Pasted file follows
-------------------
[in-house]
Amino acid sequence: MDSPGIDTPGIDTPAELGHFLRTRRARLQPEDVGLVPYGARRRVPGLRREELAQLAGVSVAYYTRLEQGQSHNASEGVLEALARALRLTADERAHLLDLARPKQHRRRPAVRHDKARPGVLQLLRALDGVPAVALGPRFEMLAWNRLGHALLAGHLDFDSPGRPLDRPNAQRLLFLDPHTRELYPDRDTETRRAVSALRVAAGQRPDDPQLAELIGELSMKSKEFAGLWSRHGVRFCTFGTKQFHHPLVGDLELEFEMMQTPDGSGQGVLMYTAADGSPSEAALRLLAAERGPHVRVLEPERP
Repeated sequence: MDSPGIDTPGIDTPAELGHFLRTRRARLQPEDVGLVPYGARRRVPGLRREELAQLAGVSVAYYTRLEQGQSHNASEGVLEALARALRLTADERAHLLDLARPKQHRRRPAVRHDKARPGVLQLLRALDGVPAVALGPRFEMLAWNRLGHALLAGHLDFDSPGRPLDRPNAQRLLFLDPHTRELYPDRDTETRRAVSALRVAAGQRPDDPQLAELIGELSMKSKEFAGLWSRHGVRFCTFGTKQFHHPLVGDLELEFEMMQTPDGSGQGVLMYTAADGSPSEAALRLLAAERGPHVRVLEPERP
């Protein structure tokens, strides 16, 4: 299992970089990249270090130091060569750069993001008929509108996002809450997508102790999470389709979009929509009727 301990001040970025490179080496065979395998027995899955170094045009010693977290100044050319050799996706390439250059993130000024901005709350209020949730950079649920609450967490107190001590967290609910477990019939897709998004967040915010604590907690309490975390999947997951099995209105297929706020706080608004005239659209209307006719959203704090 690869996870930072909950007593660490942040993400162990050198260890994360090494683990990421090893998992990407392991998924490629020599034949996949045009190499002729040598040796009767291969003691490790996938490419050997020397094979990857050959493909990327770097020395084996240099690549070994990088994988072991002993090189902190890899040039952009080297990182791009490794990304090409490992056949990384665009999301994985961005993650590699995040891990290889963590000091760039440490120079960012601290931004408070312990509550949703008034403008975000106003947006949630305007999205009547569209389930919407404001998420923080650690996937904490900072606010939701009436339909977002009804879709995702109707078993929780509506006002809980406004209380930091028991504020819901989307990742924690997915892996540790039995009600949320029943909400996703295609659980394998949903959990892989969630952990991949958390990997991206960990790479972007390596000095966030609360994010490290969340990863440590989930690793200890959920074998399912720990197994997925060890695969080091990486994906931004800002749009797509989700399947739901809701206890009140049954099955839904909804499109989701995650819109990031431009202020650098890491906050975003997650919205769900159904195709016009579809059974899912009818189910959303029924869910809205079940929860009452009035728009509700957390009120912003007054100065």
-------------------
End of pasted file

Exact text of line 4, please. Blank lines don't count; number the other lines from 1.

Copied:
């Protein structure tokens, strides 16, 4: 299992970089990249270090130091060569750069993001008929509108996002809450997508102790999470389709979009929509009727 301990001040970025490179080496065979395998027995899955170094045009010693977290100044050319050799996706390439250059993130000024901005709350209020949730950079649920609450967490107190001590967290609910477990019939897709998004967040915010604590907690309490975390999947997951099995209105297929706020706080608004005239659209209307006719959203704090 690869996870930072909950007593660490942040993400162990050198260890994360090494683990990421090893998992990407392991998924490629020599034949996949045009190499002729040598040796009767291969003691490790996938490419050997020397094979990857050959493909990327770097020395084996240099690549070994990088994988072991002993090189902190890899040039952009080297990182791009490794990304090409490992056949990384665009999301994985961005993650590699995040891990290889963590000091760039440490120079960012601290931004408070312990509550949703008034403008975000106003947006949630305007999205009547569209389930919407404001998420923080650690996937904490900072606010939701009436339909977002009804879709995702109707078993929780509506006002809980406004209380930091028991504020819901989307990742924690997915892996540790039995009600949320029943909400996703295609659980394998949903959990892989969630952990991949958390990997991206960990790479972007390596000095966030609360994010490290969340990863440590989930690793200890959920074998399912720990197994997925060890695969080091990486994906931004800002749009797509989700399947739901809701206890009140049954099955839904909804499109989701995650819109990031431009202020650098890491906050975003997650919205769900159904195709016009579809059974899912009818189910959303029924869910809205079940929860009452009035728009509700957390009120912003007054100065």